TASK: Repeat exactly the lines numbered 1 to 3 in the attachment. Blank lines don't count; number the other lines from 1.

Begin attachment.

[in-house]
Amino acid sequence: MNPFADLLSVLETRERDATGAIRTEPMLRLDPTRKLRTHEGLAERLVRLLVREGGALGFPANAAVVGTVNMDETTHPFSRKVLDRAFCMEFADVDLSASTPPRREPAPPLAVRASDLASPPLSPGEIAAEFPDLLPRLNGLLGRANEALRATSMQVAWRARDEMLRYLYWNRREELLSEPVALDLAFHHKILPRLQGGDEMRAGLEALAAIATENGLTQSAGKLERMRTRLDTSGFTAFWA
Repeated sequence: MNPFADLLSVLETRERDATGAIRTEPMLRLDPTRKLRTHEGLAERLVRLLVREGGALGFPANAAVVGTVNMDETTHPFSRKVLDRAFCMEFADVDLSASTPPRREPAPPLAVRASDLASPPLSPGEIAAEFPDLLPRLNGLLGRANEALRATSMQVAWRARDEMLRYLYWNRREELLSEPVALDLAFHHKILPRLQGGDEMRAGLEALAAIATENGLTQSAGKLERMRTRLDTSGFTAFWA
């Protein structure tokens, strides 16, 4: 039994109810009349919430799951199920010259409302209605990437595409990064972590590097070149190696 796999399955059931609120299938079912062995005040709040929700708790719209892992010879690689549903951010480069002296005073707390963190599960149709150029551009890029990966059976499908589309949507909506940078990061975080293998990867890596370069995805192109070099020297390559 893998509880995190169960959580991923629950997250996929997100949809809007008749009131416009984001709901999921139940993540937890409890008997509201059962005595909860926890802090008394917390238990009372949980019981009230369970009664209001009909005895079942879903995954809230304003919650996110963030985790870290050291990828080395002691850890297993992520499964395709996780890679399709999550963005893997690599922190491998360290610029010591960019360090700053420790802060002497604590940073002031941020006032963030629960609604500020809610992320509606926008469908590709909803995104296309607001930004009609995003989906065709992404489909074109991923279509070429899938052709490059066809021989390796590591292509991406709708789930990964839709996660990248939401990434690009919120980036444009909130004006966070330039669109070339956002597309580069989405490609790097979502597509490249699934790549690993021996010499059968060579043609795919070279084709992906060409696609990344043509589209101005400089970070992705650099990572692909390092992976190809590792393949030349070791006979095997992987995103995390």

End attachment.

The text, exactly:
[in-house]
Amino acid sequence: MNPFADLLSVLETRERDATGAIRTEPMLRLDPTRKLRTHEGLAERLVRLLVREGGALGFPANAAVVGTVNMDETTHPFSRKVLDRAFCMEFADVDLSASTPPRREPAPPLAVRASDLASPPLSPGEIAAEFPDLLPRLNGLLGRANEALRATSMQVAWRARDEMLRYLYWNRREELLSEPVALDLAFHHKILPRLQGGDEMRAGLEALAAIATENGLTQSAGKLERMRTRLDTSGFTAFWA
Repeated sequence: MNPFADLLSVLETRERDATGAIRTEPMLRLDPTRKLRTHEGLAERLVRLLVREGGALGFPANAAVVGTVNMDETTHPFSRKVLDRAFCMEFADVDLSASTPPRREPAPPLAVRASDLASPPLSPGEIAAEFPDLLPRLNGLLGRANEALRATSMQVAWRARDEMLRYLYWNRREELLSEPVALDLAFHHKILPRLQGGDEMRAGLEALAAIATENGLTQSAGKLERMRTRLDTSGFTAFWA